It could have easily been me. My life rationed away.

Posted on Dec 9, 2015 | 3 comments

I read a deeply disturbing article last night. I should have been asleep, but instead I scrolled through The Guardian's web site and accidentally landed on a story that resonated all too closely to my own life.

"A 22-year-old woman with relapsed acute myeloid leukaemia died after being denied a second allogeneic stem cell transplant," the article in The Guardian on NHS rationing read. "Her doctor said her late relapse and good response to salvage chemotherapy meant there was a 50% chance that a further transplant would have cured the disease. However, the local GP-led clinical commissioning group refused to fund the procedure, which would have used healthy stem cells to try to help her bone marrow, and she received palliative care instead."

I tried to sleep, but I couldn't. Over and over in my head rolled the conversation I had with my consultant when she said the only hope for me was a second bone marrow transplant and that the only thing standing in my way was NHS England.

There has been a seismic shift in how treatments on the NHS are funded. Not only cancer treatments, but things like restricting botox to help children with cerebral palsy and old wheelchairs not being replaced. It is destructive and favours short-term savings over long-term gains. It takes lives like mine, and yours, and your children, and it weighs up their financial worth.

In the article, doctors had seen restrictions on the removal of benign lumps and bumps (36%). Almost one in four (23%) had encountered drugs being rationed because they were too expensive. And, 86% of the 536 hospital doctors and 213 GPs cited “financial reasons” for rationing occurring.

Sadly, I think I'm one of the few who know it is happening. When will other people? Will it take a mother being denied life-saving treatment or a son? Will it be when they hear their neighbour never left the hospital or they watch a family across the road fruitlessly try to squeeze their 13-year old into a wheelchair for a seven-year old?

For me, that moment happened a long time ago. A thousand-times over it has happened, for the last six years, ever since my daughter was born severely-disabled and I sat in a hospital room full of doctors, nurses and representatives of Lambeth council discussing May's release from hospital after her birth. It was then that one women from Lambeth said, completely over our heads and to the hospital administrator, "So, are you absolutely certain this child is a resident of Lambeth?"

My daughter visiting me in the hospital during my first round of chemotherapy.

My daughter visiting me in the hospital during my first round of chemotherapy.

Right then, I knew. She wasn't asking because she wanted to make sure every box was ticked. She was asking because sick, disabled people are expensive. No doubt, she is doubly anxious now whenever a child like May is born in Lambeth. Where will the money come from? When a government cuts 40% off local council budgets, you better believe that some of that money will be shaved from equipment like wheelchairs.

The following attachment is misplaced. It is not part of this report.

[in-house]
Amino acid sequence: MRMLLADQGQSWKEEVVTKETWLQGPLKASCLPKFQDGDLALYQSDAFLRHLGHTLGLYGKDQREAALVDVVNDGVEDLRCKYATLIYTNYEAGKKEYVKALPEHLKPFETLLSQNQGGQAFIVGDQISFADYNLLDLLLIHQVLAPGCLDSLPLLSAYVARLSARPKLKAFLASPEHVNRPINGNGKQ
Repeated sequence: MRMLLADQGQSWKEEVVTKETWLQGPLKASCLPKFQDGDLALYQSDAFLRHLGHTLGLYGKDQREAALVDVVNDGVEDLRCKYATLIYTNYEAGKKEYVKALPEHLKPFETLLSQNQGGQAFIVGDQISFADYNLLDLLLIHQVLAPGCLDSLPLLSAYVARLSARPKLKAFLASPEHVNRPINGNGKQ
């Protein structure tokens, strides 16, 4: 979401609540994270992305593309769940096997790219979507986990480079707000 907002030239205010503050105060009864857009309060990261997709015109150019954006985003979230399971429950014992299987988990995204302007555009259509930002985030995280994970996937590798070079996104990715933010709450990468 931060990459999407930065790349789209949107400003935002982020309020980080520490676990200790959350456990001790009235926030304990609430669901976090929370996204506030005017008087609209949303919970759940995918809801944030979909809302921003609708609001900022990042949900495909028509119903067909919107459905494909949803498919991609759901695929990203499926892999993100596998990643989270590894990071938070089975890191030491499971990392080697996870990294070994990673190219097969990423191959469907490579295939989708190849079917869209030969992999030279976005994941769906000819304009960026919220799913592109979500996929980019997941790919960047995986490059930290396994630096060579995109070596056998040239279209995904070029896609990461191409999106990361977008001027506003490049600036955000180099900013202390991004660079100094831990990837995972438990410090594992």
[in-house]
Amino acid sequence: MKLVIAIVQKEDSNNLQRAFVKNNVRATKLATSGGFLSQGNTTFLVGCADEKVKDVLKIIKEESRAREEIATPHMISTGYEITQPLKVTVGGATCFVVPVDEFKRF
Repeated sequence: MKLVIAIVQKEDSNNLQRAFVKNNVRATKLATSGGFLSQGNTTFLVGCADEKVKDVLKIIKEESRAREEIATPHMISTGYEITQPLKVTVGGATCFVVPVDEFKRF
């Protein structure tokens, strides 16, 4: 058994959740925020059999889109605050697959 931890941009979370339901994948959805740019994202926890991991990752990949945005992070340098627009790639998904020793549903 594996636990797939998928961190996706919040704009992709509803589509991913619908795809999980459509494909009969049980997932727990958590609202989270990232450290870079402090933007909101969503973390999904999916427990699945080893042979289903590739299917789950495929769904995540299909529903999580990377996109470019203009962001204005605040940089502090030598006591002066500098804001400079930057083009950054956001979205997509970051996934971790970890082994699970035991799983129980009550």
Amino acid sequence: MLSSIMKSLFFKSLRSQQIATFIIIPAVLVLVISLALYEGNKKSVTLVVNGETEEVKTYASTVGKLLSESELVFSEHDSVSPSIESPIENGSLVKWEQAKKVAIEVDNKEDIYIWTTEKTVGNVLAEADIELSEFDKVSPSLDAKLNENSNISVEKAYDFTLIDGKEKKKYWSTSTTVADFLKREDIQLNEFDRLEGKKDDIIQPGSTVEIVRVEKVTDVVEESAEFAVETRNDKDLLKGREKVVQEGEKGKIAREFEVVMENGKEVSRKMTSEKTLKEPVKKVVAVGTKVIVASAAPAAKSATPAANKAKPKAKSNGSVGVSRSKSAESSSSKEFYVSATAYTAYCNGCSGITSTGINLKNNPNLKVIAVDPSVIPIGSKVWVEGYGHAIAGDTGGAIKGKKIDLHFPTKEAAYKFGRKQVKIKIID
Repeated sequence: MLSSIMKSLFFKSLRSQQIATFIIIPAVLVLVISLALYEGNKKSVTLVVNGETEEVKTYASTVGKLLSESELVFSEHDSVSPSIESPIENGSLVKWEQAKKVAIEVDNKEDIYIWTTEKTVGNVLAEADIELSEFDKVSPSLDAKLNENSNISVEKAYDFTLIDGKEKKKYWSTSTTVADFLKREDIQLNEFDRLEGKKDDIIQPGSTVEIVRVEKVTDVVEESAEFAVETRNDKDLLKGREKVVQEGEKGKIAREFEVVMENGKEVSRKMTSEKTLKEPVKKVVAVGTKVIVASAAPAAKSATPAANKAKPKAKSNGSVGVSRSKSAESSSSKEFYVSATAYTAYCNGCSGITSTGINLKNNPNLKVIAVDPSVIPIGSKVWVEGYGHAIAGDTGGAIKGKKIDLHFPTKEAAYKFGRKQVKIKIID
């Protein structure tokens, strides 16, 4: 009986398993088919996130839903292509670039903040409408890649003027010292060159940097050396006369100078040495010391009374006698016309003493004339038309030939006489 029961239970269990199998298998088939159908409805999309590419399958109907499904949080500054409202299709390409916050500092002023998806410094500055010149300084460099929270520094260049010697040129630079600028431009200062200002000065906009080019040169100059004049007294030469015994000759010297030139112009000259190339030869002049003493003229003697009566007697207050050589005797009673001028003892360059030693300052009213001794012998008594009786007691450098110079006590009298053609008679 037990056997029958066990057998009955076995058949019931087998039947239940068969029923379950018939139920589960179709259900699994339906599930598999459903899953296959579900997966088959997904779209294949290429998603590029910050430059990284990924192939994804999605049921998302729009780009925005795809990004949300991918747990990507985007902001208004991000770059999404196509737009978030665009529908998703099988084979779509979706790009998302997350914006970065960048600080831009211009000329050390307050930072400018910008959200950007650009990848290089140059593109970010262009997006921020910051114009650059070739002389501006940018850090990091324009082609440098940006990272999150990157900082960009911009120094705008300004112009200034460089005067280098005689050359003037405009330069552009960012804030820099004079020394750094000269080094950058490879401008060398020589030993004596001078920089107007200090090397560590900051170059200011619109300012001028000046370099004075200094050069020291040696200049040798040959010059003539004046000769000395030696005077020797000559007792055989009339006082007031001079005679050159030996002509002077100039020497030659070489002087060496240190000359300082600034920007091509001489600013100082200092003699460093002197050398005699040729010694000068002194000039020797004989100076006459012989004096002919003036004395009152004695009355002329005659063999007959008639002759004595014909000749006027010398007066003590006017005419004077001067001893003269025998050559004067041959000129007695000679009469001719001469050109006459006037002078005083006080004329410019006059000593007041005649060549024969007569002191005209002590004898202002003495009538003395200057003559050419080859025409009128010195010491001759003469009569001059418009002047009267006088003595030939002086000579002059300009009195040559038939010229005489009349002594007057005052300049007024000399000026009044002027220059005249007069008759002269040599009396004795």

When my life was hanging in the balance, when I had been waiting 6-weeks for NHS England to decide whether I'd live or die, a surge of support lifted my story onto the pages of The Guardian and virally across Facebook and Twitter.

You would have thought I'd have felt triumphant as plea spread far and wide. My computer and phone beeped at me non-stop for 48-hours as people sent me messages of support and offers to help. To be frank, it made me feel sick. I had to turn off my computer and phone for hours at a time. It was completely overwhelming. I found it doubly disturbing that people felt I was a lone, extreme case whereas I suspected there were many more like me dying because decisions were being taken out of their doctors' hands.

In the middle of all this, the evidence landed in my inbox. I received an email from a man desperate to save his wife's life. She was in the exact circumstance I was: young, a failed, first bone marrow but a willingness to undergo the horrendous, destructive treatment again to save her life. There was a good chance it would work too, but a reluctance to treat her.

I think about her frequently. She was also a mum, only 37 with three girls aged 13, 10 and 4. I have two children. He was desperate to save her life not just prolong it. My advice to him must have sounded so weak.

People probably assume my second transplant was approved because of public pressure. I'll never know for certain, and I'm not so certain. I know my second transplant was initially denied and the reason I'm alive is not because it was finally approved, which it was, but because my own body suddenly kicked into gear months after treatment.

How has his wife done? I'm afraid to ask. But, I think I know. When I read that article, I knew. And, I am devastated. To him I'll say this, I am sorry. Publicly, I am sorry I couldn't do more. I could barely fight myself. But, since then I've grown stronger and I'm fighting now. No one should have to die unnecessarily to save the ideological face of a government bent on destroying the NHS.

3 Comments

  1. I wanted to add a comment….. but am feeling really lost for words. Its quite gut-wrenching to read this, and to know that such decisions are being made. xxx

    • Thank you for saying this, Laura. It was hard for me to write.

  2. Keep writing Stacie.. You are a fighter.. An inspiration.. A true warrior.. Whose words are her sword..

Leave a Reply

Your email address will not be published. Required fields are marked *